HOW IS ALL THIS RELEVANT?
Why am I quoting all this from John Mauldin? Because it is vital for us to remember that not all of our conservative neighbors have gone stark, jibbering mad. Some are merely in a deep state of denial. Able to criticize bits and pieces of what has happened to their movement - as John does, above - though without (alas) allowing themselves to see the big picture. How the neocons, who hijacked conservatism, have relentlessly and deliberately reversed nearly every prudent principle that it used to stand for.
(In fact, I agree with John that IRS rules should be slashed and simplified. The problem is that every interest group lays down a ferocious veto, whenever their favorite offsets are under threat. There IS a solution! It is called "No Losers"... in which the tax code is slimmed by computer algorithm, seeking the minimum number of rules, under special, pre-set boundary conditions that follow a simple rule. For the 100 most common or representative tax profiles, the simplification algorithm makes no change in NET tax paid.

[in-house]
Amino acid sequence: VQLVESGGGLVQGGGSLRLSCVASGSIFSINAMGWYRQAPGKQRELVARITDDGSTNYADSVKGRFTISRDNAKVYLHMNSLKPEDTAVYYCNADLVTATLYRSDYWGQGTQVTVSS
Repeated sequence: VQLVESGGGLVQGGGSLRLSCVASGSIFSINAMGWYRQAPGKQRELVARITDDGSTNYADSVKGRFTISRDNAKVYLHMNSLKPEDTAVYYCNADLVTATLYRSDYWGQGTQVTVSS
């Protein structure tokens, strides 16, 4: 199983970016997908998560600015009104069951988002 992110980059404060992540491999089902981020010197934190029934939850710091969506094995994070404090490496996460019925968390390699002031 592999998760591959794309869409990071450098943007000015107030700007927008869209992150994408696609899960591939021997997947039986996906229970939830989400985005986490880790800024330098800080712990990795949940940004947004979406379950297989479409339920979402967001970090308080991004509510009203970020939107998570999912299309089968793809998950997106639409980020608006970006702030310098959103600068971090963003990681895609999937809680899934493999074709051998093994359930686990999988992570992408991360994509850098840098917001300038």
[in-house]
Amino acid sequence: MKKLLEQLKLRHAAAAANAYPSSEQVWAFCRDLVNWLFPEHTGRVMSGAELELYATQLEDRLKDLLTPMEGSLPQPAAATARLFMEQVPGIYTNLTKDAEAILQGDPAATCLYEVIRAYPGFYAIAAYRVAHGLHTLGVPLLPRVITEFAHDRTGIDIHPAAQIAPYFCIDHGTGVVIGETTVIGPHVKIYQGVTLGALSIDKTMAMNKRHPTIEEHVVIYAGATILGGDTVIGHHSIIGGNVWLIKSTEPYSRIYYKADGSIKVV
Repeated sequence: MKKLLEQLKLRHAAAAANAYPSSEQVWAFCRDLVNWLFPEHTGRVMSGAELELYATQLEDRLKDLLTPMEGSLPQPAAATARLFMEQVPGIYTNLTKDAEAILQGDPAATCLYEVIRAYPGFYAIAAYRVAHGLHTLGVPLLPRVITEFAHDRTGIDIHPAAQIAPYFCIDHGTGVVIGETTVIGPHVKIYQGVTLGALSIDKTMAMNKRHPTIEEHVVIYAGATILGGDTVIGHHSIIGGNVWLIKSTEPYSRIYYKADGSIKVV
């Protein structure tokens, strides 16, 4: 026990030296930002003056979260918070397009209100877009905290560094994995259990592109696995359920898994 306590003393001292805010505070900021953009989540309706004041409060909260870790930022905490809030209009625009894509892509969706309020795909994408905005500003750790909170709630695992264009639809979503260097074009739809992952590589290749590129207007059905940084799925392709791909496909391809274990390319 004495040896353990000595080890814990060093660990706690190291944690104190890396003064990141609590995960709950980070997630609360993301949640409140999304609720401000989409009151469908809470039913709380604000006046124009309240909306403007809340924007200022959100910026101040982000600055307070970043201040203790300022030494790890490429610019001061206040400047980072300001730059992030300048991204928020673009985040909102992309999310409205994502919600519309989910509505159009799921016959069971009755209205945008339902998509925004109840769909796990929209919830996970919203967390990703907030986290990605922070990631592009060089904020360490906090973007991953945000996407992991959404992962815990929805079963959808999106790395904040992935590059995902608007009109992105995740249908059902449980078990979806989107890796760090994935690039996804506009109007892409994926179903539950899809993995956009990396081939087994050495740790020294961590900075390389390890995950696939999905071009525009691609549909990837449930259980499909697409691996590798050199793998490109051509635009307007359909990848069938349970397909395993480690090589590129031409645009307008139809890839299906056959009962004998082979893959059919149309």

(Thus, everybody winds up paying the same, even if their favorite deduction goes away. It sounds magical, but, believe it or not, this really can be done! At very low expense, this experiment could at least present a proposed reform under which nobody’s ox is gored and the number of rules shrinks. Well, tax accountants would hate it. But that's for another time.)
In fairness, let's hear John out when he criticizes one of the catechisms of the left... that the rich aren't paying their fair share, since the Bush tax cuts. "They want to "tax the rich" and make more for middle class tax cuts. Sounds nice, but let's look at the facts. The bottom half of taxpayers only pay 3% of the total income taxes collected, which is 1% less than before the Bush tax cuts. 44% of the US population, or 122 million people, pays no income tax at all.